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The battle for Clam Bayou

Alfred and Cynthia Davis have long contended that the city of St. Petersburg and the Southwest Florida Water Management District have not done enough to protect and restore Clam Bayou.

The Gulfport residents say they will file a federal lawsuit against the Environmental Protection Agency, the water management district and the city alleging they have violated the Clean Water Act.

In a letter from the Davis' attorney, Thomas W. Reese, dated Oct. 7 and addressed to EPA, Swiftmud and the city of St. Petersburg, they make several claims. Among them: that EPA and Florida have failed to establish ambient water quality for all 309 Outstanding Florida Waters statewide, including local bodies like Clam Bayou and the Little Manatee River.

Outstanding Florida Waters are waterways designated by the state to need higher levels of protection. The complaint says that the state must return the water quality to the level it was in 1978 to comply with state rules that implemented the Clean Water Act.

Clam Bayou is nestled between Gulfport and St. Petersburg along Boca Ciega Bay and suffers from an accumulation of trash and sediments that are swept in by an antiquated stormwater drainage system. Part of the estuary sits in St. Petersburg, but the bulk of the bayou, about 10 acres, lies in Gulfport.

Among the claims in the letter is that the water management district, commonly known as Swiftmud, and the city have contributed to stormwater discharge that has polluted Clam Bayou. Some areas of the bayou that used to be deep and boat-accessible are now shallow, they say.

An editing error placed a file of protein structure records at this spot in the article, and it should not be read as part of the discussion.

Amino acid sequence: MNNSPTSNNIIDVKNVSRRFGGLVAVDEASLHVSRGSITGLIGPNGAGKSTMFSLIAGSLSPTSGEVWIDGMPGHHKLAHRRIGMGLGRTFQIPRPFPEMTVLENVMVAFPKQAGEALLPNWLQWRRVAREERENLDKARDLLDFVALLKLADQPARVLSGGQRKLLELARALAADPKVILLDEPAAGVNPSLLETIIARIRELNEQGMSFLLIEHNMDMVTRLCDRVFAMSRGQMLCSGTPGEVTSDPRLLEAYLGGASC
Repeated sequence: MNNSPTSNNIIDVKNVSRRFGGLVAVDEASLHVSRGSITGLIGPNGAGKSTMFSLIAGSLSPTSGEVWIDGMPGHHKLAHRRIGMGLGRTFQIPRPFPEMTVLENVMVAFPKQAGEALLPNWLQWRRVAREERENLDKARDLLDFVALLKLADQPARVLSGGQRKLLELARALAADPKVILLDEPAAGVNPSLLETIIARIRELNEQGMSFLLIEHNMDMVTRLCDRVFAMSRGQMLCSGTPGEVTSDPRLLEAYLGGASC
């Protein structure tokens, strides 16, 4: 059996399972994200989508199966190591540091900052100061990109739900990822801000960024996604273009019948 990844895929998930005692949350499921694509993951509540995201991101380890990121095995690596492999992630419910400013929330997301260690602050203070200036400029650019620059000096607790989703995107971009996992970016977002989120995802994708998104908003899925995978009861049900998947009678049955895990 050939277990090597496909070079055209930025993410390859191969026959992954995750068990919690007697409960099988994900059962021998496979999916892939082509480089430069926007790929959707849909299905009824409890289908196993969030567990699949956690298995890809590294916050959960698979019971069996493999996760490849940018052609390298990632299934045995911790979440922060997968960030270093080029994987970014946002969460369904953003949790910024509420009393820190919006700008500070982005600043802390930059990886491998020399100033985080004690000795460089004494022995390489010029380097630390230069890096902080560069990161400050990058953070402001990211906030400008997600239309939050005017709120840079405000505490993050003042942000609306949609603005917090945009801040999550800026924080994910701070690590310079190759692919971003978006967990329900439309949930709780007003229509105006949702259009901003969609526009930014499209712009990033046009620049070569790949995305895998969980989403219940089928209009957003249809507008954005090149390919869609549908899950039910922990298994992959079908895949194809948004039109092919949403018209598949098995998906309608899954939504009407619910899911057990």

"We have used every organ of the bureaucratic process from local to federal level without satisfaction," said Alfred Davis, 65, who is retired and a former marine surveyor.

Reese said he hopes to file suit before Christmas. Separately, he also petitioned the state Department of Environmental Protection for a hearing to challenge Swiftmud's permit to implement the final phase of a restoration project that Reese said has done little to help the bayou.

The DEP dismissed the petition on Thursday, but Reese said he intended to resubmit a petition.

"They're taking out virtually nothing," said Reese. "They need to really restore the bayou and take the sediment out," he said.

The agencies named in the letter were hesitant to respond to the allegations Friday, noting that the lawsuit was yet to be filed.

"We haven't received a copy of a lawsuit from Alfred and Cindy Davis, but we will certainly review it if they choose to file suit," said Robyn Felix, a spokeswoman for Swiftmud.

"The district believes that the Clam Bayou Stormwater Treatment and Habitat Restoration Project is a good project that will restore much of Clam Bayou's ecosystem and improve water quality. This project has been in our budget and approved for some time. We intend to move forward with it," Felix said.

"We're referring everything to Swiftmud. We're really following their lead," said Mark Winn, assistant to the St. Petersburg city attorney.

"We have been acquiring property to do stormwater improvement out there for years," Winn added.

The Environmental Protection Agency struck a similar tone.

"It would be premature for EPA to comment on a yet-to-be-filed lawsuit at this time," Dawn Harris-Young, a spokeswoman for the agency, said.

Austin Bogues can be reached at abogues@sptimes.com or (727) 893-8872.

The battle for Clam Bayou 12/13/08 [Last modified: Thursday, December 18, 2008 2:29pm]
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